Salt pork is often confused with pork backfat. While both come from the same area of the hog, salt pork is preserved with salt, while backfat is eaten fresh. In days gone by, salt pork was a common ingredient in many meals, since most families kept a hog or two and salt preserving was one of the few ways to keep the meat from spoiling.
Things You'll Need
- Pork backfat
- Stainless steel, ceramic or stoneware crock
- 10 lbs. sea or pickling salt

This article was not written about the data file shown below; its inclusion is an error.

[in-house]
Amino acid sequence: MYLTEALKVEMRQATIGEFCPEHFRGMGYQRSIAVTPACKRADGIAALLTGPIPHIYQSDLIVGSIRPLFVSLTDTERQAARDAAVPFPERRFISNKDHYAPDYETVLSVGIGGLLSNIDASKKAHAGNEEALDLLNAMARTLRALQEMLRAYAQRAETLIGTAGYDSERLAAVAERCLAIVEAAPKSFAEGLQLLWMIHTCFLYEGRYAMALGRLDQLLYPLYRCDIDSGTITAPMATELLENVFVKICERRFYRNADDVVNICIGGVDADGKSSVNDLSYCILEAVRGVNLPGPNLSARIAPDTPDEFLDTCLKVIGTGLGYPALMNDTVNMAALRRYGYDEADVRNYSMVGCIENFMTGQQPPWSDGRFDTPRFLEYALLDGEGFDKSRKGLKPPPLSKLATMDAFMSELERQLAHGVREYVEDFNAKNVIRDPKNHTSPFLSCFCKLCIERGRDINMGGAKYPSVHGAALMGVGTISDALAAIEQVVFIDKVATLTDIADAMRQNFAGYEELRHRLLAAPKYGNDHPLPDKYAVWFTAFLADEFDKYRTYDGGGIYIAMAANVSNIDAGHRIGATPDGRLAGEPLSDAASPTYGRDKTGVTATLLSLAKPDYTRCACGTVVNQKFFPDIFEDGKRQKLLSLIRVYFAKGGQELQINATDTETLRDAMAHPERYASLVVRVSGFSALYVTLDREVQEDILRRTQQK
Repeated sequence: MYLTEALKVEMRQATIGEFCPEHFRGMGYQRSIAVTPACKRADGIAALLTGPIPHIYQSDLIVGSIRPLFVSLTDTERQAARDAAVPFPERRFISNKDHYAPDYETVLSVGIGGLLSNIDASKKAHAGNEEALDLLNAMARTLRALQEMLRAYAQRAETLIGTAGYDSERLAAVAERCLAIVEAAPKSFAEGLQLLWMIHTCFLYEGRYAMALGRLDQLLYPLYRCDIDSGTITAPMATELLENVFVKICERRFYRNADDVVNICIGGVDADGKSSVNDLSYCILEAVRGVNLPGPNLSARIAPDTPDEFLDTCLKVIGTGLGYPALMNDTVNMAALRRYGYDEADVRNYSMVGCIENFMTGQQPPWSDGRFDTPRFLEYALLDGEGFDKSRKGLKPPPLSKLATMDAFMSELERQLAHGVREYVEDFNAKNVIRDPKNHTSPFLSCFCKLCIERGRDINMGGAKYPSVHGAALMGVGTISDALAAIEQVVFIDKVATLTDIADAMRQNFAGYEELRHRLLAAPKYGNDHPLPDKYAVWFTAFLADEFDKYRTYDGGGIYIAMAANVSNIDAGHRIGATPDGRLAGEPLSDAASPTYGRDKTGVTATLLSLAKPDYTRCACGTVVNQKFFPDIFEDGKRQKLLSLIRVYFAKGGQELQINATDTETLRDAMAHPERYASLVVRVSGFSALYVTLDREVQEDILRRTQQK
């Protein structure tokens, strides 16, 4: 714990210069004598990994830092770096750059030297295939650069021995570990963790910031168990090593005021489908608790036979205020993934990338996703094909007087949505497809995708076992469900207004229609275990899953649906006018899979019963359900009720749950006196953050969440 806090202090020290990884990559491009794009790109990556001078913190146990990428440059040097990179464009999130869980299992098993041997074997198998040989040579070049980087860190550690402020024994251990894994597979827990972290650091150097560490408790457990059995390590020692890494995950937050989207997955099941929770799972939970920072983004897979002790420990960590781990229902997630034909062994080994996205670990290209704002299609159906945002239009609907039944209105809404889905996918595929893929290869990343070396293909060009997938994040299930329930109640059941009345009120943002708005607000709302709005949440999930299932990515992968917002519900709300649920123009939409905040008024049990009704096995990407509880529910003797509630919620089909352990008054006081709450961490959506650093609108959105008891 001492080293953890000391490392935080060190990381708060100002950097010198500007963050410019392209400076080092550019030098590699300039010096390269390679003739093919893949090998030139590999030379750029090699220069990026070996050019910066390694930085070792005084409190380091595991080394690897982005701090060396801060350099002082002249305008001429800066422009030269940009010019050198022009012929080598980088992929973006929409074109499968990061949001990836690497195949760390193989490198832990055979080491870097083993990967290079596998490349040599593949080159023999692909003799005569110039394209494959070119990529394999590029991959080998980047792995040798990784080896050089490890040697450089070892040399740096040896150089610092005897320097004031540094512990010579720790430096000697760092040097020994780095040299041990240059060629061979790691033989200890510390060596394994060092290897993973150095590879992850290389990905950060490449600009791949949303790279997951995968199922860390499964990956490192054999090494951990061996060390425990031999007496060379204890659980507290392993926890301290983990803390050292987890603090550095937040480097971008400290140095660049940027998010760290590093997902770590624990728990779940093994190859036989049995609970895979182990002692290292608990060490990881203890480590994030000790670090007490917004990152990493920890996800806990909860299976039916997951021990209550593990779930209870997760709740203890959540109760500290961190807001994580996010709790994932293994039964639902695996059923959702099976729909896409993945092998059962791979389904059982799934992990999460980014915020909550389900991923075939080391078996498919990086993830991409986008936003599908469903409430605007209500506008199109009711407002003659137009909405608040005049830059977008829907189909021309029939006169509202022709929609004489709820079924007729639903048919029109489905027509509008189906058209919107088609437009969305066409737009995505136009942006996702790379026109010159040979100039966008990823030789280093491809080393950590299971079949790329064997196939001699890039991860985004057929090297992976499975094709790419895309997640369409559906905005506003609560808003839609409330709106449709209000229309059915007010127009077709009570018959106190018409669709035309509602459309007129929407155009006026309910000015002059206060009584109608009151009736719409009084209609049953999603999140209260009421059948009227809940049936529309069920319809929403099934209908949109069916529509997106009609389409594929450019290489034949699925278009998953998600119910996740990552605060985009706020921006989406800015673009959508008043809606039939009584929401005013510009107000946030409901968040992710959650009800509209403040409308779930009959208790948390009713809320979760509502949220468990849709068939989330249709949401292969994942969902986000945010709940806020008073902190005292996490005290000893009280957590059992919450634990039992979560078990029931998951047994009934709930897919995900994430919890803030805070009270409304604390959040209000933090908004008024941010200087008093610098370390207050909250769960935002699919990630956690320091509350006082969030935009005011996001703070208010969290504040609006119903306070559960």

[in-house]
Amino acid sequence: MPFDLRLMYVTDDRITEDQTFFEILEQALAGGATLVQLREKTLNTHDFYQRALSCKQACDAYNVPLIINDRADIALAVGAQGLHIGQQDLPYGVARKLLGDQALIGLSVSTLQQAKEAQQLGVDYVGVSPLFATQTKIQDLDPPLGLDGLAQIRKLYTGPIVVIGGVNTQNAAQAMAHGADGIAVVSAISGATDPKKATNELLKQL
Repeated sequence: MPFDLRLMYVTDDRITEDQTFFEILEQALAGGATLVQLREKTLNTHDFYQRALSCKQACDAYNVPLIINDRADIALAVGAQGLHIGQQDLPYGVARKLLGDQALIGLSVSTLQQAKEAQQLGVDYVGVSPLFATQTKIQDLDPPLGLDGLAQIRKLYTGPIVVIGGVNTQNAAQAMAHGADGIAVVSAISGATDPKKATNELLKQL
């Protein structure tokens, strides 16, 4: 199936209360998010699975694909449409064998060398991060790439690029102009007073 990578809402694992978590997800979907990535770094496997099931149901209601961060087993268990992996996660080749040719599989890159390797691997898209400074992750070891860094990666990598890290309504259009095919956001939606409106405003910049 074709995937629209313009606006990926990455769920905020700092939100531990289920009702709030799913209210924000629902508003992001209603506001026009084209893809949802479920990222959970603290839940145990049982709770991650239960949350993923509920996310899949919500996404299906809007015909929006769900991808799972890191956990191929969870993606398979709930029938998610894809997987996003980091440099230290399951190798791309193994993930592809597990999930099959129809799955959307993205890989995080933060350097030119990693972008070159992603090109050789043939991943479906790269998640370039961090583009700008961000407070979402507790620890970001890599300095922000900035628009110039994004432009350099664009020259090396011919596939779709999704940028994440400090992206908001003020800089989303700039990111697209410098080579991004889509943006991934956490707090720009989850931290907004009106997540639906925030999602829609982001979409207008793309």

- Heavy weight
- Platter or other flat object to fit crock
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Cut backfat strips into manageable chunks. Set aside.
Pour 1 lb. of the salt into the bottom of the crock and smooth it to cover. Lay the backfat chunks on the salt.
Lay the platter or other flat object over the meat. Add the weight on top to hold the platter in place.
Dissolve the remaining salt in 5 gallons of water. Pour over the contents of the crock. Make sure you have enough water to completely cover the backfat and platter. If more is needed, add up to two more gallons of water.
Cover and place in cool place, or the bottom of the refrigerator, for two weeks or longer. If extended storage is needed, remove from brine and freeze.